Georgetown University Women in Leadership, a club founded by two current sophomores, is only in its second year on campus. Yet, the young student group has already partnered with the Office of the President and Bloomberg L.P. to put on an all-day conference featuring 28 speakers, ranging from journalist Alex Wagner and the inspiration behind Olivia Pope of “Scandal,” Judy Smith, to journalist Maria Shriver (CAS ’77), the former first lady of California.
The Own It Summit, led by Co-Chairs Kendall Ciesemier (COL ’15) and Helen Brosnan (SFS ’16), will take place in the Rafik B. Hariri Building on Saturday.
Events co-sponsored by the Office of the President usually take place in conjunction with another academic department or administrative arm, like University Information Services or the Office of the Provost. It is relatively rare for the president’s office to so prominently join with a student group for an entirely student-run event.
The Office of the President referred all comment to the Office of Communications, which sent a statement clarifying that the conference would be broadcast online Saturday.
“Once we had gotten Bloomberg as the official sponsor of the event, that partnership opened a lot of doors for us. For some reason, Georgetown all of a sudden wanted to be involved,” Ciesemier said. “It suddenly became a big thing on everyone’s radar, and everyone was talking about it.”
Brosnan, who completed two Bloomberg internships spanning nearly half of 2013, pitched the summit to the company’s events team last semester. After receiving the sponsorship, the summit’s organizers connected with university administrators to discuss the possibility of expansion.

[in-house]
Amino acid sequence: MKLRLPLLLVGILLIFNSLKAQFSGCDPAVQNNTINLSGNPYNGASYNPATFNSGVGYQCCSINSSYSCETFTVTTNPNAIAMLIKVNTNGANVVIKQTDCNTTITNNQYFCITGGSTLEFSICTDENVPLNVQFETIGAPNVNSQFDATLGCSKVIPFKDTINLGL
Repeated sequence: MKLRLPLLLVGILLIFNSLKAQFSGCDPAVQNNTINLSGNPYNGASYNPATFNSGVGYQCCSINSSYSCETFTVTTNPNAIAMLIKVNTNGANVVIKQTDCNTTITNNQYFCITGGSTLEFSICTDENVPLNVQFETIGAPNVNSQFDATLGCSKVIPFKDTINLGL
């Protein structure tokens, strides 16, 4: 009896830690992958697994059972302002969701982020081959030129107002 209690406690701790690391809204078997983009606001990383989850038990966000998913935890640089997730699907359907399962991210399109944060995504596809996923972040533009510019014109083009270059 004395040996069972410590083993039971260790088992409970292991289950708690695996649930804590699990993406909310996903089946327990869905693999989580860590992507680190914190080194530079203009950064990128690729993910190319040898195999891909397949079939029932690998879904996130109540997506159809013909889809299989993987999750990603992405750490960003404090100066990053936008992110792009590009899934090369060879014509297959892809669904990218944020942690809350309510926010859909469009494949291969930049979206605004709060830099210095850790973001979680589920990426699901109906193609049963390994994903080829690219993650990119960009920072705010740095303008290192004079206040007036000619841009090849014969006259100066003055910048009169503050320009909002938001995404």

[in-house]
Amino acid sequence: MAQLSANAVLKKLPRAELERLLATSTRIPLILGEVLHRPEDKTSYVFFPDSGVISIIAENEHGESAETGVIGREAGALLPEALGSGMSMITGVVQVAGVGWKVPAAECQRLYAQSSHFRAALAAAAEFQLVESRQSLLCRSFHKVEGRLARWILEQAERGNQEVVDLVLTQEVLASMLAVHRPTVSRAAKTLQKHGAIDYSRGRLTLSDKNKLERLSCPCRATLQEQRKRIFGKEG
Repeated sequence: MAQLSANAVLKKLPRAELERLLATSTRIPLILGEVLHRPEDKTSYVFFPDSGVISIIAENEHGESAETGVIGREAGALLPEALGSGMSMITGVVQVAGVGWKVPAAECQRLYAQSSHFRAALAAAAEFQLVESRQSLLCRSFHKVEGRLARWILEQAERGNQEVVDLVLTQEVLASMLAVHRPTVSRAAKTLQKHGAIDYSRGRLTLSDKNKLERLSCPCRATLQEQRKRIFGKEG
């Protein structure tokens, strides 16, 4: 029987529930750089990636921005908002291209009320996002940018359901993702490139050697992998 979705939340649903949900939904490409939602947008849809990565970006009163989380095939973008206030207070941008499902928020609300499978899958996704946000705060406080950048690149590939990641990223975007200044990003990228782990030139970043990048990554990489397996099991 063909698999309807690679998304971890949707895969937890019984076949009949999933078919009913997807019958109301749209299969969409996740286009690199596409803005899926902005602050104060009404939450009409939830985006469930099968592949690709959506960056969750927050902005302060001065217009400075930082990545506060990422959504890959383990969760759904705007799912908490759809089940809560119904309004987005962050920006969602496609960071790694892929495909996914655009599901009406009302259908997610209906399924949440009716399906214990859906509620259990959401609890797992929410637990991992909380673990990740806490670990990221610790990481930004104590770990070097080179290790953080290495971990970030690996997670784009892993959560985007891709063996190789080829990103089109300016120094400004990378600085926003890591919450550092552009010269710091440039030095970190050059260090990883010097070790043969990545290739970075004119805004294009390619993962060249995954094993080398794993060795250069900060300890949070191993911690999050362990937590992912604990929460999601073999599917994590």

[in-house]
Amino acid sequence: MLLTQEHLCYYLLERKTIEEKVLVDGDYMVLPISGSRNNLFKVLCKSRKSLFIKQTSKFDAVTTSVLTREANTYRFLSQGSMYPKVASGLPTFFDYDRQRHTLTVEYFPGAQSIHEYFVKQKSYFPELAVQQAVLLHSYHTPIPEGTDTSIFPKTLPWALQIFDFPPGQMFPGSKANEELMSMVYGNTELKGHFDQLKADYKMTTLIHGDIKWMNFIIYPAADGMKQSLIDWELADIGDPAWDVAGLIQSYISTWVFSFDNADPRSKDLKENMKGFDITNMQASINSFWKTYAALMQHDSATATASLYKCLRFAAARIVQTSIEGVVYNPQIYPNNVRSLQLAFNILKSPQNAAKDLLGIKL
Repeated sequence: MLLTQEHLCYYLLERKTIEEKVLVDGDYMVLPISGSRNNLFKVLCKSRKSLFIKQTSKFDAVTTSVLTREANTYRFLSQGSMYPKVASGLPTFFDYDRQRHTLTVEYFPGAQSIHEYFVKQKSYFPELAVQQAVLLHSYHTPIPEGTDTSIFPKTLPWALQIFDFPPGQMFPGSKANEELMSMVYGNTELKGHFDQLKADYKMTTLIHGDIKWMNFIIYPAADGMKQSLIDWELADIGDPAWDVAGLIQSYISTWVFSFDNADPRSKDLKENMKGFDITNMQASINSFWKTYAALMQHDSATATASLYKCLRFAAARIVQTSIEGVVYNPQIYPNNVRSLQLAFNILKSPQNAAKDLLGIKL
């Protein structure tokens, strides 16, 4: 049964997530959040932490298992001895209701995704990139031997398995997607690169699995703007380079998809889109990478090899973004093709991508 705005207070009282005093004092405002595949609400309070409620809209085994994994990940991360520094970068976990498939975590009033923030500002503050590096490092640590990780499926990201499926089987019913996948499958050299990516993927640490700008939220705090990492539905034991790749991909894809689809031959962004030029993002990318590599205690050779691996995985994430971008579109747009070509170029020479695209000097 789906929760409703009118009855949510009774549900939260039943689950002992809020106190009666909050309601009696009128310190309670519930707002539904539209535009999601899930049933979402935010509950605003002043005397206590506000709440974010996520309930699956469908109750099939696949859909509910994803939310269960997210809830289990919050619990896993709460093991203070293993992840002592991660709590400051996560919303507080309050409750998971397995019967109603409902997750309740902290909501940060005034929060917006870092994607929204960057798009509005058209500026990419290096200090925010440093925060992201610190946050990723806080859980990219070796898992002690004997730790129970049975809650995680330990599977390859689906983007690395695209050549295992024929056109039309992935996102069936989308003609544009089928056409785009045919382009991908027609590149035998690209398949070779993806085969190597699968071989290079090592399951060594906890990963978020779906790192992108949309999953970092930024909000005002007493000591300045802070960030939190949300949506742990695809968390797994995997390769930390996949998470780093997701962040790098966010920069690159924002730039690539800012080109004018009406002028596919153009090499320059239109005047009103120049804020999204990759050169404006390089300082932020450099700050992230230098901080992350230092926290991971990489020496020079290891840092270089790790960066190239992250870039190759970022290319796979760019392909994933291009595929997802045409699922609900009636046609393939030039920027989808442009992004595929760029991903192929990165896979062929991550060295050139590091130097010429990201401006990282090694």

“Bloomberg came on and they had talked about a media plan and a press plan and all these sorts of things like expanding the conference to more than we had imagined in the beginning, which was awesome,” Brosnan said.
GUWIL has worked with the Office of the President, the Office of Advancement, the Office of Communications and the Office of Financial Affairs to develop the summit.
Provost Robert Groves, Vice President for Mission and Ministry Fr. Kevin O’Brien, S.J., Chief Information Officer Lisa Davis and Senior Advisor to the President for Faculty Relations Lisa Krim are among the summit’s hosts. University President John J. DeGioia is both a speaker and a host for the event.
The $20 tickets went on sale Feb. 28 and sold out by the next day. The conference released 15 additional tickets April 1.
Over 100 leaders were invited to present their viewpoints at the conference, with Saturday’s summit featuring 28 speakers from a variety of fields, including politics, media, business and technology. Although most invitees declined, the feedback was largely positive.
“Most people were more than happy to do it, but a lot of them had conflicts,” Own It Summit Director of Speakers and Host Committee Liz Buffone (COL ’14) said.
The summit’s organizers utilized their connections with female business leaders to create a large network of potential speakers.
Ciesemier started by reaching out to eBay Vice President and Chief Marketing Officer Richelle Parham, whom she met at a Google conference during her freshman year.
“I reached out to her just for advice and I thought that maybe she’d come, but I didn’t even ask her if she’d come. We set up a time to talk on the phone and she said she would love to come,” Ciesemier said. “I hadn’t assumed she would want to just because she has no relation to Georgetown, but she was super pumped about it.”
Parham connected the organizers with Smith, the crisis management expert who served as the inspiration for Olivia Pope of “Scandal.” The conference attracted Kara Swisher (SFS ’84), a technology columnist for the Wall Street Journal, who also connected GUWIL with her wife, Megan Smith, a vice president at Google, as well as both former CEO and Chairman of America Online Steve Case and Case Foundation CEO Jean Case.